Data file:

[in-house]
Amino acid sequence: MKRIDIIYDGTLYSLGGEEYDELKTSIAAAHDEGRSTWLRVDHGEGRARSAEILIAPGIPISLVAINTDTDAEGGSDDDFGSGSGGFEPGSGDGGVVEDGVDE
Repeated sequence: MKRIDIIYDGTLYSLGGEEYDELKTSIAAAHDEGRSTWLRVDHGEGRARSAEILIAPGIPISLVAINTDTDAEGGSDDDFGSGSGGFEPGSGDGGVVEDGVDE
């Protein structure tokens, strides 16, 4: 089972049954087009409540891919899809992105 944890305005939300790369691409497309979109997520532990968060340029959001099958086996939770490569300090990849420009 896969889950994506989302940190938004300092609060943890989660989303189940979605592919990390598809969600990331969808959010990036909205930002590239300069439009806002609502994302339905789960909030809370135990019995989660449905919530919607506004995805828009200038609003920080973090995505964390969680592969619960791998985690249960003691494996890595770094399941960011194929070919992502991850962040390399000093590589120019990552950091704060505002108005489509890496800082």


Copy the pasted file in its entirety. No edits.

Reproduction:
[in-house]
Amino acid sequence: MKRIDIIYDGTLYSLGGEEYDELKTSIAAAHDEGRSTWLRVDHGEGRARSAEILIAPGIPISLVAINTDTDAEGGSDDDFGSGSGGFEPGSGDGGVVEDGVDE
Repeated sequence: MKRIDIIYDGTLYSLGGEEYDELKTSIAAAHDEGRSTWLRVDHGEGRARSAEILIAPGIPISLVAINTDTDAEGGSDDDFGSGSGGFEPGSGDGGVVEDGVDE
């Protein structure tokens, strides 16, 4: 089972049954087009409540891919899809992105 944890305005939300790369691409497309979109997520532990968060340029959001099958086996939770490569300090990849420009 896969889950994506989302940190938004300092609060943890989660989303189940979605592919990390598809969600990331969808959010990036909205930002590239300069439009806002609502994302339905789960909030809370135990019995989660449905919530919607506004995805828009200038609003920080973090995505964390969680592969619960791998985690249960003691494996890595770094399941960011194929070919992502991850962040390399000093590589120019990552950091704060505002108005489509890496800082």